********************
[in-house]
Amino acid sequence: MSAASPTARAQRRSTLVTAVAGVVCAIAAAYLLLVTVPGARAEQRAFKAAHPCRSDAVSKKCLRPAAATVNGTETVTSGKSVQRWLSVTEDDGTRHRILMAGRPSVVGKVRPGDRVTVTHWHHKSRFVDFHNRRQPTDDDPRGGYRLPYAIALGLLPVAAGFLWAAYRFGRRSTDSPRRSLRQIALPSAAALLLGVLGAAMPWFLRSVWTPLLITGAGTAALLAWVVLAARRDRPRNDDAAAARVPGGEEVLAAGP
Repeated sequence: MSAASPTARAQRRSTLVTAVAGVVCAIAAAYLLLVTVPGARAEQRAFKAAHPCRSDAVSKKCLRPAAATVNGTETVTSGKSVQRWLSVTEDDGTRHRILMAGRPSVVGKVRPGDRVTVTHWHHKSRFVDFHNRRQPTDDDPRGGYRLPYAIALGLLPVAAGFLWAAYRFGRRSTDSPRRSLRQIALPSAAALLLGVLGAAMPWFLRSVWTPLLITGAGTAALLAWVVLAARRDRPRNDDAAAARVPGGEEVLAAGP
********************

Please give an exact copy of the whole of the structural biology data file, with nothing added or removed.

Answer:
[in-house]
Amino acid sequence: MSAASPTARAQRRSTLVTAVAGVVCAIAAAYLLLVTVPGARAEQRAFKAAHPCRSDAVSKKCLRPAAATVNGTETVTSGKSVQRWLSVTEDDGTRHRILMAGRPSVVGKVRPGDRVTVTHWHHKSRFVDFHNRRQPTDDDPRGGYRLPYAIALGLLPVAAGFLWAAYRFGRRSTDSPRRSLRQIALPSAAALLLGVLGAAMPWFLRSVWTPLLITGAGTAALLAWVVLAARRDRPRNDDAAAARVPGGEEVLAAGP
Repeated sequence: MSAASPTARAQRRSTLVTAVAGVVCAIAAAYLLLVTVPGARAEQRAFKAAHPCRSDAVSKKCLRPAAATVNGTETVTSGKSVQRWLSVTEDDGTRHRILMAGRPSVVGKVRPGDRVTVTHWHHKSRFVDFHNRRQPTDDDPRGGYRLPYAIALGLLPVAAGFLWAAYRFGRRSTDSPRRSLRQIALPSAAALLLGVLGAAMPWFLRSVWTPLLITGAGTAALLAWVVLAARRDRPRNDDAAAARVPGGEEVLAAGP